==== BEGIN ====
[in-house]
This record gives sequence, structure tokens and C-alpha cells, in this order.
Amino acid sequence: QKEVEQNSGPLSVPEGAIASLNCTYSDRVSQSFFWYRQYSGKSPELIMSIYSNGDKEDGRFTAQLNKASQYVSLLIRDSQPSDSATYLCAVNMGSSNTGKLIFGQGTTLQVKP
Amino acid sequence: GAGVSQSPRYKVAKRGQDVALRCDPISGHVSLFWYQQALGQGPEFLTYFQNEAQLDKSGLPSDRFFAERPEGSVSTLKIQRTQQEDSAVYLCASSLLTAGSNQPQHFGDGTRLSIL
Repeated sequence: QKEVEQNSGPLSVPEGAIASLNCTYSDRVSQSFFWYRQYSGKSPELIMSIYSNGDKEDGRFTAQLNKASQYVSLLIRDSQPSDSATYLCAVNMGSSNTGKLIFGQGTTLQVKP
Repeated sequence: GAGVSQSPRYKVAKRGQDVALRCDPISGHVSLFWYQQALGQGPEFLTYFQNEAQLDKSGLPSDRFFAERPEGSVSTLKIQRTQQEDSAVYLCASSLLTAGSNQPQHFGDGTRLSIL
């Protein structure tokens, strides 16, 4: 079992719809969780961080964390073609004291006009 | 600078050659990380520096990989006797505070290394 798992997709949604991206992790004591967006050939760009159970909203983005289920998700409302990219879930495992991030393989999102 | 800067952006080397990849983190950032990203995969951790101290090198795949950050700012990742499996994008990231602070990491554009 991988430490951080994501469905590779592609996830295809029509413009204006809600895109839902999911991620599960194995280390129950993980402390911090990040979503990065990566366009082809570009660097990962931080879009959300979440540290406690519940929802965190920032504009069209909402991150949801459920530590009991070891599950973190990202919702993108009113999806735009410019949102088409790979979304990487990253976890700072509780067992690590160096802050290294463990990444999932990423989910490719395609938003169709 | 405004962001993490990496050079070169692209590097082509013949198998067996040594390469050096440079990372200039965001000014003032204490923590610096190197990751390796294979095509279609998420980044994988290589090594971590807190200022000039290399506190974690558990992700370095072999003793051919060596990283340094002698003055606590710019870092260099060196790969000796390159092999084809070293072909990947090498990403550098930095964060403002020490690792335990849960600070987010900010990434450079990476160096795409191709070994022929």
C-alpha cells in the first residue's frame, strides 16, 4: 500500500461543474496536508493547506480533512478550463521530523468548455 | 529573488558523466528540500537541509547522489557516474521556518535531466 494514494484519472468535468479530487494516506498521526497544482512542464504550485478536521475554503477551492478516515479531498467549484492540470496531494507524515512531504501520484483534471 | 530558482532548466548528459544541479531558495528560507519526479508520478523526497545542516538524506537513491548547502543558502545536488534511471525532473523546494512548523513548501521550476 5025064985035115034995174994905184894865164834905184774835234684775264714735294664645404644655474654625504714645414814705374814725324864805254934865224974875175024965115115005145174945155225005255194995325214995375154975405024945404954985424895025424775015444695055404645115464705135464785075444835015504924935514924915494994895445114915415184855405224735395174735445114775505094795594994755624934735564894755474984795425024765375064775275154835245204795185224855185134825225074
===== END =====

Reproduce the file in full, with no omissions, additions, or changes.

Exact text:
[in-house]
This record gives sequence, structure tokens and C-alpha cells, in this order.
Amino acid sequence: QKEVEQNSGPLSVPEGAIASLNCTYSDRVSQSFFWYRQYSGKSPELIMSIYSNGDKEDGRFTAQLNKASQYVSLLIRDSQPSDSATYLCAVNMGSSNTGKLIFGQGTTLQVKP
Amino acid sequence: GAGVSQSPRYKVAKRGQDVALRCDPISGHVSLFWYQQALGQGPEFLTYFQNEAQLDKSGLPSDRFFAERPEGSVSTLKIQRTQQEDSAVYLCASSLLTAGSNQPQHFGDGTRLSIL
Repeated sequence: QKEVEQNSGPLSVPEGAIASLNCTYSDRVSQSFFWYRQYSGKSPELIMSIYSNGDKEDGRFTAQLNKASQYVSLLIRDSQPSDSATYLCAVNMGSSNTGKLIFGQGTTLQVKP
Repeated sequence: GAGVSQSPRYKVAKRGQDVALRCDPISGHVSLFWYQQALGQGPEFLTYFQNEAQLDKSGLPSDRFFAERPEGSVSTLKIQRTQQEDSAVYLCASSLLTAGSNQPQHFGDGTRLSIL
């Protein structure tokens, strides 16, 4: 079992719809969780961080964390073609004291006009 | 600078050659990380520096990989006797505070290394 798992997709949604991206992790004591967006050939760009159970909203983005289920998700409302990219879930495992991030393989999102 | 800067952006080397990849983190950032990203995969951790101290090198795949950050700012990742499996994008990231602070990491554009 991988430490951080994501469905590779592609996830295809029509413009204006809600895109839902999911991620599960194995280390129950993980402390911090990040979503990065990566366009082809570009660097990962931080879009959300979440540290406690519940929802965190920032504009069209909402991150949801459920530590009991070891599950973190990202919702993108009113999806735009410019949102088409790979979304990487990253976890700072509780067992690590160096802050290294463990990444999932990423989910490719395609938003169709 | 405004962001993490990496050079070169692209590097082509013949198998067996040594390469050096440079990372200039965001000014003032204490923590610096190197990751390796294979095509279609998420980044994988290589090594971590807190200022000039290399506190974690558990992700370095072999003793051919060596990283340094002698003055606590710019870092260099060196790969000796390159092999084809070293072909990947090498990403550098930095964060403002020490690792335990849960600070987010900010990434450079990476160096795409191709070994022929």
C-alpha cells in the first residue's frame, strides 16, 4: 500500500461543474496536508493547506480533512478550463521530523468548455 | 529573488558523466528540500537541509547522489557516474521556518535531466 494514494484519472468535468479530487494516506498521526497544482512542464504550485478536521475554503477551492478516515479531498467549484492540470496531494507524515512531504501520484483534471 | 530558482532548466548528459544541479531558495528560507519526479508520478523526497545542516538524506537513491548547502543558502545536488534511471525532473523546494512548523513548501521550476 5025064985035115034995174994905184894865164834905184774835234684775264714735294664645404644655474654625504714645414814705374814725324864805254934865224974875175024965115115005145174945155225005255194995325214995375154975405024945404954985424895025424775015444695055404645115464705135464785075444835015504924935514924915494994895445114915415184855405224735395174735445114775505094795594994755624934735564894755474984795425024765375064775275154835245204795185224855185134825225074